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This is a problem which is hard to explain in words, though I have it easily captured in my head. Let me know if my explanation below isn't clear.

Let's say that a user is drawing on a 2d surface. They are drawing curves, with, say a mouse or stylus. Just so I'm clear on the definition, I'll say that a curve consists of a start-point (the point where the stylus is initially put down), intermediate points (points where the stylus dragged over) and an end point (the final point, where the user lifts the stylus off the surface).

How can I detect if the users curve creates some enclosed shape? For example, if you blur your eyes and look at the below drawings ( '.' denotes points on the curve, '0' denotes points not on the curve), the first one does create an enclosed space, the second one doesn't.



Additionally, given some point (x1,y1), how can I determine if that point is inside or outside of the enclosed space?

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up vote 1 down vote accepted

For your second question:

the classical approach is to draw a line from x1,y1 to an edge of the screen and see how many times that line intersects your polygon. If the number is odd, its inside the shape, if its even then its outside. There are issues with the approach and single point edges, but I am sure you could find solutions/fixes online.

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I gave +1 to Assaf but an alternative is to do some flood-filling, then check whether there are any points left in their original colour. Counting line-crossings is probably easier for vector artwork - the flood-fill approach may work better for bitmap graphics.

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1) To detect if the path forms a loop, you could convert your points into a graph. You'll need to define your own heuristic to determine which points are connected by an edge ( For example, all adjacent points could be defined to be connected by an edge. Or, if your points are generated in a certain order, then consecutive points could be connected by an edge). Once you have your graph, you can google for a cycle detection algorithm to see if it makes a loop.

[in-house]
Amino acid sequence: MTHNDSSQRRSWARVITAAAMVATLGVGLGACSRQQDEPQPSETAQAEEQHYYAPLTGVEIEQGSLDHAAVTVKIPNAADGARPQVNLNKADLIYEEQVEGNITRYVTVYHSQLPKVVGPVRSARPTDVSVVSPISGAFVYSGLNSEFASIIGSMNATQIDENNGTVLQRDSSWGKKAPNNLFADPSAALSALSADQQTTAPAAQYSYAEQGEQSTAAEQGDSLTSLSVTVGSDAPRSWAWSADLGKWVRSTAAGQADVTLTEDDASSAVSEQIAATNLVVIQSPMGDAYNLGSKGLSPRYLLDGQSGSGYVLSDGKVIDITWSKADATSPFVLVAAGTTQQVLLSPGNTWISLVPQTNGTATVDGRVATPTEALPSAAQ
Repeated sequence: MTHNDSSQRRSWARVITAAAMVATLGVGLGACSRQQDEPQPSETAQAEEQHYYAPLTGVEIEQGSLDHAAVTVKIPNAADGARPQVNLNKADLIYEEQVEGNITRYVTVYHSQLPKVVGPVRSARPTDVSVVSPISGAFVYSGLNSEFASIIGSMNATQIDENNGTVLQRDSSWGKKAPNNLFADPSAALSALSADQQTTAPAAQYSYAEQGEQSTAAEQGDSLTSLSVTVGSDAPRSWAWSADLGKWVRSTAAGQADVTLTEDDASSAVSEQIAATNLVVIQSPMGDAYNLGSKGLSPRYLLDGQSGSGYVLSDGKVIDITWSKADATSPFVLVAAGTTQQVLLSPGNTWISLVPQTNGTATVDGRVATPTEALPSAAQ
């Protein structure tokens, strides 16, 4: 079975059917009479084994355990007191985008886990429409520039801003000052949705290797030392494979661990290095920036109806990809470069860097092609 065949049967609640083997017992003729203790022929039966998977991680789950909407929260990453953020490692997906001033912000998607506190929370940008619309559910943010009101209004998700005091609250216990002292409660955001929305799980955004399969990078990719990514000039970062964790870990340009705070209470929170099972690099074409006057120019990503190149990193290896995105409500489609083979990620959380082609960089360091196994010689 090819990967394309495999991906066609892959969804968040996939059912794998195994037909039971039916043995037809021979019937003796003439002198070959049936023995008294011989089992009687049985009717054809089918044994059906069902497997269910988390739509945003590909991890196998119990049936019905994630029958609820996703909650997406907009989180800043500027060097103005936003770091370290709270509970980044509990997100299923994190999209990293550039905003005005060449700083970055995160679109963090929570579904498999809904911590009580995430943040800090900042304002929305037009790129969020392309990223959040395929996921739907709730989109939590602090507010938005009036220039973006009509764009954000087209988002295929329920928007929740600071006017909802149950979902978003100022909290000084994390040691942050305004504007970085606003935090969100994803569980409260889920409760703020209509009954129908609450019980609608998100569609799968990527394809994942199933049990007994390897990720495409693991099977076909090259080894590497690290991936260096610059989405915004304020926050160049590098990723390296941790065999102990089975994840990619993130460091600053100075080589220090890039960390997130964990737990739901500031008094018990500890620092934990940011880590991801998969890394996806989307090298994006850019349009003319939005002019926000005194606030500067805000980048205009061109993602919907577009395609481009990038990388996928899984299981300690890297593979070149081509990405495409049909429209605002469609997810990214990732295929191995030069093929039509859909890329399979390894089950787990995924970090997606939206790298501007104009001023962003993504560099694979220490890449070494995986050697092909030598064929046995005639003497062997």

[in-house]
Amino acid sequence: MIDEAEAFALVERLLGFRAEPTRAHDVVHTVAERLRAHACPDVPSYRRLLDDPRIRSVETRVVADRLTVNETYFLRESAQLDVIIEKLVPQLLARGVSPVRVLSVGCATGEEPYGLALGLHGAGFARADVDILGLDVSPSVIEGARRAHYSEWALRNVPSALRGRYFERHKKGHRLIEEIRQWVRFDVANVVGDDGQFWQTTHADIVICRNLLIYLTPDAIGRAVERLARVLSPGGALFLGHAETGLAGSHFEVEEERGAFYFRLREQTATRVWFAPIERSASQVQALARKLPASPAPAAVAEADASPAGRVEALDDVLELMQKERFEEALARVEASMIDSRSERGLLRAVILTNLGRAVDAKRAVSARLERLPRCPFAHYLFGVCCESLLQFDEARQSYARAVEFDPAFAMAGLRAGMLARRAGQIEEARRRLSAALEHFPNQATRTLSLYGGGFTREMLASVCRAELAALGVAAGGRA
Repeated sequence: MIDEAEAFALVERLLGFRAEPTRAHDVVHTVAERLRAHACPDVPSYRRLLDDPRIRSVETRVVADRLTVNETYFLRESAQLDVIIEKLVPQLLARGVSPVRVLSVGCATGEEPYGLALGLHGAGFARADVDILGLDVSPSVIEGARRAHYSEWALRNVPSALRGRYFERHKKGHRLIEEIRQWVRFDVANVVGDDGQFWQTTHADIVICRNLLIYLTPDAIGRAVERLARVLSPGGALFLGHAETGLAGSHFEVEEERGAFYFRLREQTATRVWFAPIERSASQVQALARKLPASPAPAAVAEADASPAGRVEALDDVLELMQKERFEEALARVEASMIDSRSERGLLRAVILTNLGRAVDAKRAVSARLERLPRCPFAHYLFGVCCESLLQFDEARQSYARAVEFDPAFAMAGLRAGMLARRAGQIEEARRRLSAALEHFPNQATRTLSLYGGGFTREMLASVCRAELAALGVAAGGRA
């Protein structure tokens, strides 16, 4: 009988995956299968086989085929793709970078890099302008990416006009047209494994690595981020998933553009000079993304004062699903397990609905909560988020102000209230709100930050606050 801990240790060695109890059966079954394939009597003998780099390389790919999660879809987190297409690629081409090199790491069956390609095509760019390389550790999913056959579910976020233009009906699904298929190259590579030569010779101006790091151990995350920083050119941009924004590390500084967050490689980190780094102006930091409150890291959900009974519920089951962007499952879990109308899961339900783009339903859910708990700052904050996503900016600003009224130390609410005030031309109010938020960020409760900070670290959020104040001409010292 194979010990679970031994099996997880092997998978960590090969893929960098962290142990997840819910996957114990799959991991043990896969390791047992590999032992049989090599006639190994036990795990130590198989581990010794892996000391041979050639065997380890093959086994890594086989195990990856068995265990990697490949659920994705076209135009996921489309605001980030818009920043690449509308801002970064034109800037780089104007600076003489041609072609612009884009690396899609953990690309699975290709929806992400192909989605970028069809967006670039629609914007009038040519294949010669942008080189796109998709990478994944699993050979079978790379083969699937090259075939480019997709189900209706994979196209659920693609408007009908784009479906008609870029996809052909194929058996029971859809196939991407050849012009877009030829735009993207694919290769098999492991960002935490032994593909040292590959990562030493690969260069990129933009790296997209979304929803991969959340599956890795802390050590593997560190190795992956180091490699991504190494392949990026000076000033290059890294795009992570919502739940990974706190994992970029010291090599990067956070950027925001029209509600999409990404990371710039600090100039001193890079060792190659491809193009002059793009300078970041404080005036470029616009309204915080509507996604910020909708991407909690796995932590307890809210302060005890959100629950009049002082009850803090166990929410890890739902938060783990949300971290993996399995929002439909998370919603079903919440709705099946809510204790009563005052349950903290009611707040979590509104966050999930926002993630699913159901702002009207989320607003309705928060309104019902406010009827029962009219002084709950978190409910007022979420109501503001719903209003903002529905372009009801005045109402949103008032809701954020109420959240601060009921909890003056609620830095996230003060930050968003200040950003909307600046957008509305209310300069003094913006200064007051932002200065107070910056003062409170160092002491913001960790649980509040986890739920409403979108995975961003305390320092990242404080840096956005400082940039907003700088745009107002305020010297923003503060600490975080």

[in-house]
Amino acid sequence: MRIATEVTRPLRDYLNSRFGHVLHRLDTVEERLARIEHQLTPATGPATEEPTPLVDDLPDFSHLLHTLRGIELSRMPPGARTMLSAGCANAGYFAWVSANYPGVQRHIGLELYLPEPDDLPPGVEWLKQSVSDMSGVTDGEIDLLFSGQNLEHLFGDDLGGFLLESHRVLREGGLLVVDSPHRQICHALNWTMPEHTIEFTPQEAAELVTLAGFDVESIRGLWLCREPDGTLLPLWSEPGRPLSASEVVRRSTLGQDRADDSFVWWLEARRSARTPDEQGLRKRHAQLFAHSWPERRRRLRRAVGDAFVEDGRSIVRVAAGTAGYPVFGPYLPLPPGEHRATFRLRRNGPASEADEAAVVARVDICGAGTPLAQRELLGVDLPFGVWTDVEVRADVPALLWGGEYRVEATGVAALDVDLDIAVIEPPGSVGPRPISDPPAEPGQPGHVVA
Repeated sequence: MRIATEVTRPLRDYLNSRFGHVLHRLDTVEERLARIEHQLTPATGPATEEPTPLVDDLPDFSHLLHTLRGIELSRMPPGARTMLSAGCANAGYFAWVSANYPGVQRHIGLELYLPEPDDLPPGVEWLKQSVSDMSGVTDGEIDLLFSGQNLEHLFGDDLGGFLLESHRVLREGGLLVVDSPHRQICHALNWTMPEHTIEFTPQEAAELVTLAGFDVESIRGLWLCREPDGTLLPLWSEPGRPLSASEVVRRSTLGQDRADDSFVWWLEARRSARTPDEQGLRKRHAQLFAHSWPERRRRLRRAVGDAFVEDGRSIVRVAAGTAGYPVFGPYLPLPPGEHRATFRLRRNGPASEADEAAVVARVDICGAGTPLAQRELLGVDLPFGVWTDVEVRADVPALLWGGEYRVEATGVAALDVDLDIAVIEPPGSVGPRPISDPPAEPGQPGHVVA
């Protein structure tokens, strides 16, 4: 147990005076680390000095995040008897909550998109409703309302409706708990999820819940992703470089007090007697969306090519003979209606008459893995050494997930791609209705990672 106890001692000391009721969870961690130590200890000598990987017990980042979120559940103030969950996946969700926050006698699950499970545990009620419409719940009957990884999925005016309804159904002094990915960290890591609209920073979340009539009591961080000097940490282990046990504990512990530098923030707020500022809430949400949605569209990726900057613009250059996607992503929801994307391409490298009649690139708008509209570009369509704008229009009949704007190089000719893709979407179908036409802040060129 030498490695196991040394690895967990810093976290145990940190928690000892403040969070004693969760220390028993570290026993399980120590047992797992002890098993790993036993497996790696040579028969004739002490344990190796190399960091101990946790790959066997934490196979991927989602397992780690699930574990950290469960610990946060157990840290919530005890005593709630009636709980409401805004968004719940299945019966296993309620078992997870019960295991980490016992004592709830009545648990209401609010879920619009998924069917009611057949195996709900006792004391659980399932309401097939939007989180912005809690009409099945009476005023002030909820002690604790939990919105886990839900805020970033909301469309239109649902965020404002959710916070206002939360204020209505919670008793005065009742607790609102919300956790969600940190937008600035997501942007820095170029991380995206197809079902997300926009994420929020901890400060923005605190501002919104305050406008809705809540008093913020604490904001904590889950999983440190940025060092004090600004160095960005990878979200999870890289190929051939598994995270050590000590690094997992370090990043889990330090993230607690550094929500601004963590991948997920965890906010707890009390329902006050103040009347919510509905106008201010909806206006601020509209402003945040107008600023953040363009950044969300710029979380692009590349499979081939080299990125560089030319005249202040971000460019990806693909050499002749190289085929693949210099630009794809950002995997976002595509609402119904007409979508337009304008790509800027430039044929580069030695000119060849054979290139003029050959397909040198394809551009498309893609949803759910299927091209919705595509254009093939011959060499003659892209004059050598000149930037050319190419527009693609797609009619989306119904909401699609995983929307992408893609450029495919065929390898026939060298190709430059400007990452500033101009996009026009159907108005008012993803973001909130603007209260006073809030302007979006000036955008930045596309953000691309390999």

2) To determine which points are enclosed, you can take the points that comprise the loop and use them to define a polygon. Then google for a "point in polygon" algorithm and test all points within a certain range.

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Interesting, but possibly with problems. A graph may have many intesecting cycles, giving overlapping polygons. For a simple example, a circle with a diameter line would give three cycles (the full circle and two semi-circles). Since "point in polygon" isn't quite enough (maybe the edges are wide enough that there are no interior filled pixels), this which-particular-polygon issue may lead to ambiguity in the result. That's "may" as in "I'm not sure if it's an issue or not". – Steve314 Dec 6 '10 at 21:58
@Steve314 - Whether or not you have intersecting loops has nothing to do with whether you treat it as a graph or not - either way, you need to take that into account. – mbeckish Dec 7 '10 at 13:54
@Steve314 - I'm not sure what point you are getting at with "point in polygon" - I think you would consider the edges to be zero width, and test points within the vicinity of the polygon to see whether or not they are inside it. – mbeckish Dec 7 '10 at 13:55
the illustrations in the question showed single pixel-width lines (the dots). Zero-width lines doesn't seem to fit, though it could just be a result of the ASCII-art. – Steve314 Dec 7 '10 at 21:08

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